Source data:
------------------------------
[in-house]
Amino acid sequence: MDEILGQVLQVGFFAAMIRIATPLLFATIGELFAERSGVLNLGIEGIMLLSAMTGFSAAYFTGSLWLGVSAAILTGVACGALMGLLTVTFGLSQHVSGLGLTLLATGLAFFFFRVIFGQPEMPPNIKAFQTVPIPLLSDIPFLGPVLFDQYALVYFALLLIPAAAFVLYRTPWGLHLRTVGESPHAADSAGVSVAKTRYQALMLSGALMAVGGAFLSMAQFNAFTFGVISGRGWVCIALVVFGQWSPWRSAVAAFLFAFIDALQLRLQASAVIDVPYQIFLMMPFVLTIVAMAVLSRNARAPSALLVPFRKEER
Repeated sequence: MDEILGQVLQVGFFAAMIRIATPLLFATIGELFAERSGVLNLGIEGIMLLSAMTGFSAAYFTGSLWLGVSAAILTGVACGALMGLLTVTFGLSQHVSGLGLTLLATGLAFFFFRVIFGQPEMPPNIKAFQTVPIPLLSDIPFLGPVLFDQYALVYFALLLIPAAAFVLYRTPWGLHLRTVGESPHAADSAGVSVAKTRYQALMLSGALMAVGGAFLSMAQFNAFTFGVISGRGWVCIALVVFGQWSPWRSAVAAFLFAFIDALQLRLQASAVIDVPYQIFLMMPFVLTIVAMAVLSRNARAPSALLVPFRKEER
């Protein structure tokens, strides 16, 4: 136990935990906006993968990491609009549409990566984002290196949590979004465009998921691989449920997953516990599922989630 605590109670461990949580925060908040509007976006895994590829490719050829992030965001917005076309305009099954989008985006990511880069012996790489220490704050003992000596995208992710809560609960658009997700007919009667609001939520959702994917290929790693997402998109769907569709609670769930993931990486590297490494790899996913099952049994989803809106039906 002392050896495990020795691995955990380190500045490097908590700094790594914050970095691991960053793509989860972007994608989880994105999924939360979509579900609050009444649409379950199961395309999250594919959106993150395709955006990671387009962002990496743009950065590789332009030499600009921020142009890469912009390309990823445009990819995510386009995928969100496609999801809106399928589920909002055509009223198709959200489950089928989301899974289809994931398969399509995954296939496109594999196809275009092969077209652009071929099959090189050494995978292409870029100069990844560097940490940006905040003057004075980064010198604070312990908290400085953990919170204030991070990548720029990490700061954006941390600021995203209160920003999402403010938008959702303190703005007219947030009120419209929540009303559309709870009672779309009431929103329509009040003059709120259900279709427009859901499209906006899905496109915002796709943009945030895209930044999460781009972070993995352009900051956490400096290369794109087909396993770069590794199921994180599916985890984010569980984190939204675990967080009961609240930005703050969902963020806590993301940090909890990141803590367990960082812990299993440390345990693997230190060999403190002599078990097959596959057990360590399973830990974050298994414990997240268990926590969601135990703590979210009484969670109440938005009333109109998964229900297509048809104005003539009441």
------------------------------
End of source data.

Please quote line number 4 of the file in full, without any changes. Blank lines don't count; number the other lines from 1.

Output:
């Protein structure tokens, strides 16, 4: 136990935990906006993968990491609009549409990566984002290196949590979004465009998921691989449920997953516990599922989630 605590109670461990949580925060908040509007976006895994590829490719050829992030965001917005076309305009099954989008985006990511880069012996790489220490704050003992000596995208992710809560609960658009997700007919009667609001939520959702994917290929790693997402998109769907569709609670769930993931990486590297490494790899996913099952049994989803809106039906 002392050896495990020795691995955990380190500045490097908590700094790594914050970095691991960053793509989860972007994608989880994105999924939360979509579900609050009444649409379950199961395309999250594919959106993150395709955006990671387009962002990496743009950065590789332009030499600009921020142009890469912009390309990823445009990819995510386009995928969100496609999801809106399928589920909002055509009223198709959200489950089928989301899974289809994931398969399509995954296939496109594999196809275009092969077209652009071929099959090189050494995978292409870029100069990844560097940490940006905040003057004075980064010198604070312990908290400085953990919170204030991070990548720029990490700061954006941390600021995203209160920003999402403010938008959702303190703005007219947030009120419209929540009303559309709870009672779309009431929103329509009040003059709120259900279709427009859901499209906006899905496109915002796709943009945030895209930044999460781009972070993995352009900051956490400096290369794109087909396993770069590794199921994180599916985890984010569980984190939204675990967080009961609240930005703050969902963020806590993301940090909890990141803590367990960082812990299993440390345990693997230190060999403190002599078990097959596959057990360590399973830990974050298994414990997240268990926590969601135990703590979210009484969670109440938005009333109109998964229900297509048809104005003539009441």